Live Review: Didirri, Ro, Kat Edwards

17 November 2017 | 3:22 pm | Bree Chapman

"A cover of The Monkees' 'Randy Scouse Git' is the cherry on top of an already huge night."

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Kat Edwards explodes onto the stage with her huge, emotionally charged voice and deeply profound lyrics. The crowd is behind her during every track, dead silent and in awe. Just armed with her voice and an acoustic guitar, Edwards makes the room feel like a supremely chilled-out oasis and as punters lounge around on the floor you can tell they're enjoying the vibes.

When Ro hits the stage, there isn't a single thing about her that isn't eloquent and smooth. Ro's voice is a huge, mature presence and her sound is a unique take on alternative folk. Once Ro gets going, the crowd hush is notable. "How you going?" she giggles. The communal chuckle that follows is the first sound anyone has made. For the remainder of Ro's set, there's barely a phone in sight as all heads are tilted up in captivated amazement, cheering for more after every single song.

In no time, there is barely room to move on the floor as everyone tries to get closer to the front and bounces in anticipation. The curtain opens to reveal Didirri, drenched in an aura of ease and cool with his token shampoo ad-worthy hair flowing down behind him. Didirri opens with a cover of Joe Pug's Bury Me Far (From My Uniform). It's an epic and politically charged track that sets the tone of the night and brilliantly displays Didirri's masterful skill in both storytelling and performing. For the third time tonight, you could hear a pin drop in this crowd. Each song comes with a story, which Didirri tells before launching into the track. One song in particular gets a very special and enthusiastic response. "Some of you have heard this story before, but I'm gonna tell it anyway," Didirri says. It's a story about celebrating love and Didirri references the same-sex marriage survey result: "a very special day for Australia." It's a very moving moment and you can feel the happiness exuding from every fan in the room. At the merch stand you can purchase Didirri-brand tissues and you'll definitely make use of them tonight.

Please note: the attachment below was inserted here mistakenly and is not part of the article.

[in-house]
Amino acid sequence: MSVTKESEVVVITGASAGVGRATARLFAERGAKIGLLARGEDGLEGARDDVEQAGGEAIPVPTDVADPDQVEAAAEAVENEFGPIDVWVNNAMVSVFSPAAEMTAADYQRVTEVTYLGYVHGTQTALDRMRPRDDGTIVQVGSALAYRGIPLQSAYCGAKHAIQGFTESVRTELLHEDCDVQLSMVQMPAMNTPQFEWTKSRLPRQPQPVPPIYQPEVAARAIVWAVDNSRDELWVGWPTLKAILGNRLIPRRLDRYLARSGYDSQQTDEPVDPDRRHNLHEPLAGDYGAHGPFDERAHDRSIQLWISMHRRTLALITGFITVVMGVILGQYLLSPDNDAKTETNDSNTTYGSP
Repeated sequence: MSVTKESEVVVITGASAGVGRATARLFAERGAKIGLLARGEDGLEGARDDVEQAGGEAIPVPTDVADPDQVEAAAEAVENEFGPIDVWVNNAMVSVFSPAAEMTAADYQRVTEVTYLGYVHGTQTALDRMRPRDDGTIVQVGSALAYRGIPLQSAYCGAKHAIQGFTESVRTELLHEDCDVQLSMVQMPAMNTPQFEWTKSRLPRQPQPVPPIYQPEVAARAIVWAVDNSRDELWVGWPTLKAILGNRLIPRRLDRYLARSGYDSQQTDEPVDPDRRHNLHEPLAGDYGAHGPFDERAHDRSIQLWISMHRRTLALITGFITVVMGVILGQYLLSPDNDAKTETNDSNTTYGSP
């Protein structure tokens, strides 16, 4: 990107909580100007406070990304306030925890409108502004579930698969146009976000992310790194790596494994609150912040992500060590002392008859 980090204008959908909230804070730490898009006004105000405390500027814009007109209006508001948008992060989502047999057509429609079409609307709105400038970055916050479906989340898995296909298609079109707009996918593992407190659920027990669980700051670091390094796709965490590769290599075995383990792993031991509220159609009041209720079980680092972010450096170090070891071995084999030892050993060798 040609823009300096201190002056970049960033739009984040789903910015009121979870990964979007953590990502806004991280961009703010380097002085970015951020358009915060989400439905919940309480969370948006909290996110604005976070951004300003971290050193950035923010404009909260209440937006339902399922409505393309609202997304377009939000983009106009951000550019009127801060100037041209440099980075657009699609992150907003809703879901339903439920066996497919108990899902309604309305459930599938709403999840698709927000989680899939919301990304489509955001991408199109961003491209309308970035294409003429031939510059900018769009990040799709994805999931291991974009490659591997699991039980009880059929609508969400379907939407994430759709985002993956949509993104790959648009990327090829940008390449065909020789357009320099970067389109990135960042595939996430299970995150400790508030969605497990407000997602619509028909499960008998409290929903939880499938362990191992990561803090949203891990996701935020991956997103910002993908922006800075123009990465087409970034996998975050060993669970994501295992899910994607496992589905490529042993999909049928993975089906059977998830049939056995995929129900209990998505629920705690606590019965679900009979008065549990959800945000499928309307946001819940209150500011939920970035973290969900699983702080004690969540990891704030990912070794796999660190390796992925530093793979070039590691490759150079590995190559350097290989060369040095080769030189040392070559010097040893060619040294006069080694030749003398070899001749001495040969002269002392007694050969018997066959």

Now Didrri brings out his full band, which is a very special thing to see. The band sink their teeth into each new track and really let them take hold. A cover of The Monkees' Randy Scouse Git is the cherry on top of an already huge night. They take it and make it their own with a sultry, deep, bass hum and Didirri's strong, raspy voice. "We were supposed to end there, but it just doesn't feel fitting," Didirri shares. "So we aren't gonna bother with that encore stuff." And so he just keeps going, leaving us with a couple more of his folky tunes for overthinkers.

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